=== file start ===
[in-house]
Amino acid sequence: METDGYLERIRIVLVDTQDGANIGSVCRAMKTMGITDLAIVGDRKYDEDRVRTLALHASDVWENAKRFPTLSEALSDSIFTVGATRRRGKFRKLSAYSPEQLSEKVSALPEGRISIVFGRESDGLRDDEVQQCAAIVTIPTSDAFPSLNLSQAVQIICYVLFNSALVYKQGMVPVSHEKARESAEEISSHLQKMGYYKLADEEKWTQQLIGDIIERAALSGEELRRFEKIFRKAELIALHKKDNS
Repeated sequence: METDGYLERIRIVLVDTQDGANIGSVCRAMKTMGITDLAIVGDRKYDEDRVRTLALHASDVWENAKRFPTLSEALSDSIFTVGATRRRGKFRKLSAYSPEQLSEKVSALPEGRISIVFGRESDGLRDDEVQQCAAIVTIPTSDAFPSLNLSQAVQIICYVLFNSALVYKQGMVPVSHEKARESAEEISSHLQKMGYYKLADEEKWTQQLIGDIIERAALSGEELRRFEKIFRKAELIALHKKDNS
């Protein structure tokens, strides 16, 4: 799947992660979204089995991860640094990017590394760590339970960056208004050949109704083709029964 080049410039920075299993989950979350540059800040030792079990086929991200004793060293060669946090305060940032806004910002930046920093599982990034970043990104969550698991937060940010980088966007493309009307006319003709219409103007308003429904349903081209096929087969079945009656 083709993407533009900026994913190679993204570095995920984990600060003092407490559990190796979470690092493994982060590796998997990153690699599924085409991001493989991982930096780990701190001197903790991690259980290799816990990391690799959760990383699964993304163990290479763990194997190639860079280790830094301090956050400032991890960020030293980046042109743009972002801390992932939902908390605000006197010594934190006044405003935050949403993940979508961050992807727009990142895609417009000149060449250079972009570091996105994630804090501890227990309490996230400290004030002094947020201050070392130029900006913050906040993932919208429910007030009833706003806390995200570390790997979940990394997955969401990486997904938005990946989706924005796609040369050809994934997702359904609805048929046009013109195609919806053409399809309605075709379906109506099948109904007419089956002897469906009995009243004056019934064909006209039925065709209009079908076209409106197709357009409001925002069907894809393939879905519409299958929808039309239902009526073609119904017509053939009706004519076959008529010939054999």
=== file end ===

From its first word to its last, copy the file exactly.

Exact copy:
[in-house]
Amino acid sequence: METDGYLERIRIVLVDTQDGANIGSVCRAMKTMGITDLAIVGDRKYDEDRVRTLALHASDVWENAKRFPTLSEALSDSIFTVGATRRRGKFRKLSAYSPEQLSEKVSALPEGRISIVFGRESDGLRDDEVQQCAAIVTIPTSDAFPSLNLSQAVQIICYVLFNSALVYKQGMVPVSHEKARESAEEISSHLQKMGYYKLADEEKWTQQLIGDIIERAALSGEELRRFEKIFRKAELIALHKKDNS
Repeated sequence: METDGYLERIRIVLVDTQDGANIGSVCRAMKTMGITDLAIVGDRKYDEDRVRTLALHASDVWENAKRFPTLSEALSDSIFTVGATRRRGKFRKLSAYSPEQLSEKVSALPEGRISIVFGRESDGLRDDEVQQCAAIVTIPTSDAFPSLNLSQAVQIICYVLFNSALVYKQGMVPVSHEKARESAEEISSHLQKMGYYKLADEEKWTQQLIGDIIERAALSGEELRRFEKIFRKAELIALHKKDNS
């Protein structure tokens, strides 16, 4: 799947992660979204089995991860640094990017590394760590339970960056208004050949109704083709029964 080049410039920075299993989950979350540059800040030792079990086929991200004793060293060669946090305060940032806004910002930046920093599982990034970043990104969550698991937060940010980088966007493309009307006319003709219409103007308003429904349903081209096929087969079945009656 083709993407533009900026994913190679993204570095995920984990600060003092407490559990190796979470690092493994982060590796998997990153690699599924085409991001493989991982930096780990701190001197903790991690259980290799816990990391690799959760990383699964993304163990290479763990194997190639860079280790830094301090956050400032991890960020030293980046042109743009972002801390992932939902908390605000006197010594934190006044405003935050949403993940979508961050992807727009990142895609417009000149060449250079972009570091996105994630804090501890227990309490996230400290004030002094947020201050070392130029900006913050906040993932919208429910007030009833706003806390995200570390790997979940990394997955969401990486997904938005990946989706924005796609040369050809994934997702359904609805048929046009013109195609919806053409399809309605075709379906109506099948109904007419089956002897469906009995009243004056019934064909006209039925065709209009079908076209409106197709357009409001925002069907894809393939879905519409299958929808039309239902009526073609119904017509053939009706004519076959008529010939054999």